Tuesday, March 29, 2016

Spark, The Only Problem

For Christmas, Cheryl sent me adorable baby clothes, and, in order not to "neglect [Goomba's] mind," also included a copy of The Only Problem. As it happened, this intention was carried out rather literally, since I ended up reading most of the book out loud to the baby.

See, here's the thing: people are always telling you to stimulate babies from birth by reading to them. That sounds great in theory, but when you have an actual newborn in front of you, you will quickly see that reading is about the last thing it is interested in. It wants to be fed and changed and rocked and bounced and swung and and talked to and shown bright, noisy objects. And it wants these things all the time, except for the few minutes when it accidentally and very much against its will manages to fall asleep. Also, books for babies are extremely short and stupid. They're basically, "This is a dog. A dog is fuzzy. Fuzzy fuzzy fuzzy. The end." Even my five-month old has a longer attention span than that. Writing baby books seems to be a job that could be done more efficiently by robots than most of the things for which robots are actually used to replace people.

If you are trying to finish up your dissertation at the same time as having this baby in front of you, you will also find that, between dissertating and doing all the things the baby wants, you don't have much time to read anymore. So you might think that since you're supposed to read to the baby, but the baby's books are extremely lame, you may as well read her your own books. So that is what I did with The Only Problem. She seemed to enjoy it, in 20-minute increments, so it took a couple weeks this past winter to get through, but we managed.*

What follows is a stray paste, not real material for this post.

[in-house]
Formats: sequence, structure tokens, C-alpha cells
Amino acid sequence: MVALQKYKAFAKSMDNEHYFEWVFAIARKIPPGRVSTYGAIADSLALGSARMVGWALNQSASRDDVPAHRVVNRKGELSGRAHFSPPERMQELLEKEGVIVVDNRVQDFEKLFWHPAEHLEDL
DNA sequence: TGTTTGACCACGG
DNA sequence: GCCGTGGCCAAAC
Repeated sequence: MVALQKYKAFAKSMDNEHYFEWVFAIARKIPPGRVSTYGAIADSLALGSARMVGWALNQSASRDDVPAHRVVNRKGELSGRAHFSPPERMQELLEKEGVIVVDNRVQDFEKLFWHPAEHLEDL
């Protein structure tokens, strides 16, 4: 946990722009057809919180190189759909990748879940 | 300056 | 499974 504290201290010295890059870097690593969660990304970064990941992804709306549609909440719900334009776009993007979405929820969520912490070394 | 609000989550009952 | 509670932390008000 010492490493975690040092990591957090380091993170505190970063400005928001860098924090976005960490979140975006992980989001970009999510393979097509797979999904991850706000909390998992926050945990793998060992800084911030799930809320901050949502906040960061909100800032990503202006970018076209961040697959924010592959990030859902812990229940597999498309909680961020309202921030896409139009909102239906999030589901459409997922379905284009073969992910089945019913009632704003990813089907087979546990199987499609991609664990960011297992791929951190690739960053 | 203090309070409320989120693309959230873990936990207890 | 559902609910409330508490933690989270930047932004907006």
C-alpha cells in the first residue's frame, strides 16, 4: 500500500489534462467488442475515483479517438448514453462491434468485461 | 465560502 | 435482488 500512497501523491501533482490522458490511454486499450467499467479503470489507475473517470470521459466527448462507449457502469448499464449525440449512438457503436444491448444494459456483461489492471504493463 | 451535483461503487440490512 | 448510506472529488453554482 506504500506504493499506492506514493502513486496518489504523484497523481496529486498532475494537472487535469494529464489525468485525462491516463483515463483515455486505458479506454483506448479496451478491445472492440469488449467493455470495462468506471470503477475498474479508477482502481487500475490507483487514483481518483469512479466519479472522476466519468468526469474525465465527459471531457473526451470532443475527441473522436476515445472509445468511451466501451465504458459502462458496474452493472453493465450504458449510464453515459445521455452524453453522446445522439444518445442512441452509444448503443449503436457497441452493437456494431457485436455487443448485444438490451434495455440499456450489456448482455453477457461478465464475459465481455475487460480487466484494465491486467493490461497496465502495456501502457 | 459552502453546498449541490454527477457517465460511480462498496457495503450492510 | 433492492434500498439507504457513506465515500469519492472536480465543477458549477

So, about the book. I found this one only slightly less puzzling than The Driver's Seat, which is by far the weirdest Spark novel I've read. In The Only Problem, you can see what is happening: the main character, who is writing a study of the Book of Job, is also simultaneously becoming a modern Job. But there, things become vague. In the first place, Job's losses are very dramatic - all his children and all his flocks, plus the boils, which Spark harps on. By contrast, Harvey, the modern Job, only loses his wife, and it is he who leaves her. She then goes on to become a violent but facile terrorist of the Symbionese Liberation Army variety, and he is caught up in the media and police circus that ensues. Maybe the public humiliation he suffers is the equivalent of Job's boils. But is his wife the equivalent of all of Job's children and flocks?

I've always read the Book of Job (and all the rest of the Bible) unimaginatively and straightforwardlyas depicting a very dramatic personal cataclysm, the worst things that can happen to a man, but Harvey's cataclysm seems more absurd than tragic, and his suffering does not seem especially great either.** On the contrary, he seems bemused and detached throughout the police investigation and publicity scandal. So is Spark's point that, being small people, our tragedies are necessarily small, and the real responses of good-natured people like Job who are well-disposed toward God would indeed resemble Harvey's slightly indignant confusion? Or is she mocking Job and challenging God herself?